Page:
Reconstructing Financial Records After a Disaster

Natural disasters can strike without warning, and sometimes even the most diligent taxpayers are left without the important personal and financial records they need. People may need documentation for tax purposes, federal or state assistance programs or insurance claims.

Here are some steps that can help you reconstruct your important records if you’re confronted with a disaster.

Tax records

  • You can get free federal tax return transcripts immediately using Get Transcript on
  • You can also order transcripts by calling 800-908-9946 and following the prompts.
  • Keep our office information in a safe place so that we can help you reconstruct tax records, if needed.

Financial statements

Financial statements from credit card companies or banks are usually available online. You can also contact your bank to get paper copies of statements.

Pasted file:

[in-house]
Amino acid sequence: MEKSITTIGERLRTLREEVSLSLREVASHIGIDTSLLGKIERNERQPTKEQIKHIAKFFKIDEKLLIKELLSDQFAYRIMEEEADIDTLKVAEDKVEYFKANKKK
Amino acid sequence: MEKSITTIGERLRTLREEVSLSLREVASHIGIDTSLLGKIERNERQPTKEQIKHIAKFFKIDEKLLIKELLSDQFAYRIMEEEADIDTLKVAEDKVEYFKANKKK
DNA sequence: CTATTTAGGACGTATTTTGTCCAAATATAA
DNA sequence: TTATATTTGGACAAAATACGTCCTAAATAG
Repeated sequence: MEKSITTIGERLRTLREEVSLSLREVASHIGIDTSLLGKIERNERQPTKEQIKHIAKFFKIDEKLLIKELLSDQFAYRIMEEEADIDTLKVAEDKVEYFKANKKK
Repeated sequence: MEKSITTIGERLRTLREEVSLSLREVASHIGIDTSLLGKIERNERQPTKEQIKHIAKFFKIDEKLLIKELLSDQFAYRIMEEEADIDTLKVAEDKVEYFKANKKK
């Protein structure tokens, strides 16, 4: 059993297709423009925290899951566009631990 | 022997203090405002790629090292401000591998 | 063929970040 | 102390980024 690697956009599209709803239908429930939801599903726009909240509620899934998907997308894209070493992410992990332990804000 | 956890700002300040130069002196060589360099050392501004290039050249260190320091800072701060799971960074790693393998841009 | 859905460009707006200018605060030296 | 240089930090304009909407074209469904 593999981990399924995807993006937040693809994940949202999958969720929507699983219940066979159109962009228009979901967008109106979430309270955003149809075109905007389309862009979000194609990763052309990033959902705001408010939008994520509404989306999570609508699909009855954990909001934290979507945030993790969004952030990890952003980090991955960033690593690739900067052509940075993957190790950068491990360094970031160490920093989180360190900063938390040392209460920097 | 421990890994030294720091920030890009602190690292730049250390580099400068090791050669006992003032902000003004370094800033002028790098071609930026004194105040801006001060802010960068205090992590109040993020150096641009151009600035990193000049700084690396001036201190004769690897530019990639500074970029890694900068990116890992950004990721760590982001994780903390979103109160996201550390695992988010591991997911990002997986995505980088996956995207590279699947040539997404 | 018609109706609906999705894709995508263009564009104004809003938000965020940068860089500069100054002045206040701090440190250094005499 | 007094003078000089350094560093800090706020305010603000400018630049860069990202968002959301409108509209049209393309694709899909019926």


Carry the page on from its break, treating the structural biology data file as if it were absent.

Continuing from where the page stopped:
Property records

  • If you are a homeowner, you may be able to contact the title company, escrow company or bank that handled the purchase of your home to get documents related to the purchase.
  • Many property records are available online from tax assessors or other government agencies. Check local government websites for information.
  • If you made home improvements, you can get in touch with the contractors who did the work and ask for statements to verify the work and cost. You can also get written descriptions from friends and relatives who saw the house before and after any improvements.
  • For inherited property, you can check court records for probate values. If a trust or estate existed, you can contact the attorney who handled the trust.
  • Insurance companies often keep records related to property maintained in a home, so keep your property insurance contacts handy.
  • If you own a car, you can research the current fair-market value of most vehicles via resources available online and at most libraries. These include Kelley’s Blue Book, the National Automobile Dealers Association and Edmunds.

This article carries no official authority, and its contents should not be acted upon without professional advice. For more information about this topic, please contact our office.